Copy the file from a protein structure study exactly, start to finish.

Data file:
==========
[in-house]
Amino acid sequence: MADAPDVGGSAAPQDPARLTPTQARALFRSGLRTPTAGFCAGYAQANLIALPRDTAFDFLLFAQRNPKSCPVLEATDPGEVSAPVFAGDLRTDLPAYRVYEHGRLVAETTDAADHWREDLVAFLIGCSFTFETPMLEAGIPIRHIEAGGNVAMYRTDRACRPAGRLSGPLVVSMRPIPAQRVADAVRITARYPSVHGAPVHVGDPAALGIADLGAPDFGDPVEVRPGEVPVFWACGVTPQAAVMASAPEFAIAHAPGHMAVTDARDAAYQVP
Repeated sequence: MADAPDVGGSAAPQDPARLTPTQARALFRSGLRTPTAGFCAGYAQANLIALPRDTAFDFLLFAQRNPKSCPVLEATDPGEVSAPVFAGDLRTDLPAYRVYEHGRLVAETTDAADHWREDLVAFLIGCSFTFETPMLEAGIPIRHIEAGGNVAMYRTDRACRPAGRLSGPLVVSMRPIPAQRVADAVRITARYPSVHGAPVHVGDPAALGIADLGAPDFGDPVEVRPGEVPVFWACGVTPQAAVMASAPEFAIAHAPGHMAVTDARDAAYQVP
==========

[in-house]
Amino acid sequence: MADAPDVGGSAAPQDPARLTPTQARALFRSGLRTPTAGFCAGYAQANLIALPRDTAFDFLLFAQRNPKSCPVLEATDPGEVSAPVFAGDLRTDLPAYRVYEHGRLVAETTDAADHWREDLVAFLIGCSFTFETPMLEAGIPIRHIEAGGNVAMYRTDRACRPAGRLSGPLVVSMRPIPAQRVADAVRITARYPSVHGAPVHVGDPAALGIADLGAPDFGDPVEVRPGEVPVFWACGVTPQAAVMASAPEFAIAHAPGHMAVTDARDAAYQVP
Repeated sequence: MADAPDVGGSAAPQDPARLTPTQARALFRSGLRTPTAGFCAGYAQANLIALPRDTAFDFLLFAQRNPKSCPVLEATDPGEVSAPVFAGDLRTDLPAYRVYEHGRLVAETTDAADHWREDLVAFLIGCSFTFETPMLEAGIPIRHIEAGGNVAMYRTDRACRPAGRLSGPLVVSMRPIPAQRVADAVRITARYPSVHGAPVHVGDPAALGIADLGAPDFGDPVEVRPGEVPVFWACGVTPQAAVMASAPEFAIAHAPGHMAVTDARDAAYQVP